The villa was named “Belvedere” for its splendid view of Rome. The monumental facade facing the city, with in the background the wooded scrub of the hill, appears at the end of a long path lined with holm oaks that with their intertwined branches form a tunnel of green vegetation. The severe “urban” facade is countered by the villa’s back facade with its light and airy loggias, opening onto a spectacular view that continues down the slopes of the hill.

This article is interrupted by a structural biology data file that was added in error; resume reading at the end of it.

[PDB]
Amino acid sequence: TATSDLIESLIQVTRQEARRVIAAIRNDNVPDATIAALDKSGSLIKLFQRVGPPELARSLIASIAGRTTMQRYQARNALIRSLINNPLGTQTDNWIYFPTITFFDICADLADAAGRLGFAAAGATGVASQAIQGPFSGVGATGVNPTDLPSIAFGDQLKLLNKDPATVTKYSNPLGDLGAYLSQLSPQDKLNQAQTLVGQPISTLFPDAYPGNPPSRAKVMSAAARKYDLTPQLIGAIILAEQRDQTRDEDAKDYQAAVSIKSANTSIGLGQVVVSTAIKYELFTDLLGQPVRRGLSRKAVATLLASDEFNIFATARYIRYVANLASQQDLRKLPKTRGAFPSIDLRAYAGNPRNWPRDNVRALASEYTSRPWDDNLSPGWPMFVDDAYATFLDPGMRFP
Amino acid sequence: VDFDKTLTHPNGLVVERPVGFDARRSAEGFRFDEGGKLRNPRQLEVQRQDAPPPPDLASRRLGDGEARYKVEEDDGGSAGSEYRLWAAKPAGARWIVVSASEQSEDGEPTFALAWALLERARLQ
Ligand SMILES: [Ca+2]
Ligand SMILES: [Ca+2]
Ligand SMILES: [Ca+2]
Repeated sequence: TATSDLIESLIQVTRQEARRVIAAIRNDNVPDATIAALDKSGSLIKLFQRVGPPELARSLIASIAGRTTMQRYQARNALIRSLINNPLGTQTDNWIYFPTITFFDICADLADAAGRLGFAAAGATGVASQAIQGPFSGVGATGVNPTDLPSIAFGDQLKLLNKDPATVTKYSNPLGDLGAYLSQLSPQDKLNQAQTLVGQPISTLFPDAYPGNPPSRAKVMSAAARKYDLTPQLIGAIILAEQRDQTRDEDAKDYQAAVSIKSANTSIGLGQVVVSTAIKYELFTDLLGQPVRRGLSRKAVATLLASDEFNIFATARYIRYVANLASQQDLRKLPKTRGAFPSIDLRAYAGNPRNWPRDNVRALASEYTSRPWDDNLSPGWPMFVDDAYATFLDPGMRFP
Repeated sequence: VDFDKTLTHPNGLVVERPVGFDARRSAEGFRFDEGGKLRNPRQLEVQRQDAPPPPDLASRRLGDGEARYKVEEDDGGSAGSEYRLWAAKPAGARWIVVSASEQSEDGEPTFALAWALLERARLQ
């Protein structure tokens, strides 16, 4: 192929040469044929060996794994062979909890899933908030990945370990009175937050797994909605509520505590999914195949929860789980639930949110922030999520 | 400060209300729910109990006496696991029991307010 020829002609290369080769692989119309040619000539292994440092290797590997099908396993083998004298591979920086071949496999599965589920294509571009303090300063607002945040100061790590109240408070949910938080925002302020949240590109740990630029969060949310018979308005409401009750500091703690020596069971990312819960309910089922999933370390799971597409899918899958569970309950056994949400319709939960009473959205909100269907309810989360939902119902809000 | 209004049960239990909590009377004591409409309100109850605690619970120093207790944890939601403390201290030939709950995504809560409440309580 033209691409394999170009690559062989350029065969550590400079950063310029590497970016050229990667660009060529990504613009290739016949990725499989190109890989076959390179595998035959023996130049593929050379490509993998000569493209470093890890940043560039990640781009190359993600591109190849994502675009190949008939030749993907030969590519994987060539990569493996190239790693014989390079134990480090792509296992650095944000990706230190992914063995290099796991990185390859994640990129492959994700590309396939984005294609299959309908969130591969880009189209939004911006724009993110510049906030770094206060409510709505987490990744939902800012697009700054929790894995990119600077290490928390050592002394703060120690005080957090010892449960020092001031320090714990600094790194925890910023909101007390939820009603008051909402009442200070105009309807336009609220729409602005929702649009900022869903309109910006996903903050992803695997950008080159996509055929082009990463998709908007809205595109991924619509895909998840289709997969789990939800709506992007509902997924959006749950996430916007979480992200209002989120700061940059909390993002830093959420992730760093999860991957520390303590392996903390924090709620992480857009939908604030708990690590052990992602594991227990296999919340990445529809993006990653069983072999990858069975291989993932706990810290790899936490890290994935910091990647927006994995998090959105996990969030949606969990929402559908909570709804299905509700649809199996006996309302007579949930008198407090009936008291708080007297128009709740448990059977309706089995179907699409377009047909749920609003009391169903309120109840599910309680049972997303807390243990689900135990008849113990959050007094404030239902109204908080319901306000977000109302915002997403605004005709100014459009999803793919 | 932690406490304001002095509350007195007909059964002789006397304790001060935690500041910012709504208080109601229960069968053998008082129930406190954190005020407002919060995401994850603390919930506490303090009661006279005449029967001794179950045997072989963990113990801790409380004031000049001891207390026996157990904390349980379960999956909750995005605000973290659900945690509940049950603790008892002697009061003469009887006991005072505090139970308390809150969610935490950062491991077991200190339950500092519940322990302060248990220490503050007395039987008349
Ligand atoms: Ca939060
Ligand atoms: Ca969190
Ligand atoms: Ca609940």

The original building, donated in 1598 by Pope Clement VII Aldobrandini to his cardinal-nephew Pietro, was rebuilt by Giacomo della Porta, Carlo Maderno and Giovanni Fontana and in 1603 it was ready to receive the Papal court. Later the “Teatro delle Acque” was completed with its many niches and statues and a very high central cascade, with a system of fountains flowing down the hill towards the so-called “colonne d’Ercole”, two richly decorated Solomonic columns. In the right-hand wing of the exedra, on the same level as the palazzo, is the Sala del Parnaso or di Apollo. The fountains and original water features outlined complex symbolical itineraries, that celebrated the family that commissioned the work. The supply of water necessary to work the complex hydraulic system caused arguments with the owners of neighbouring properties, particularly with the Borghese family, who during Paul V’s Papacy (1605-1621), had begun a settlement policy on the Tuscolo hills creating an actual “Stato borghesiano”, Borghese state. The gardens at the back, bordering with a thick holm oak and cypress wood are set out with paths lined with hedges, balustrades with vases of myrtle and pomegranate, and citrus plants espaliers, while in the shade of centuries-old plane trees flowering camelias and hydrangeas can be admired.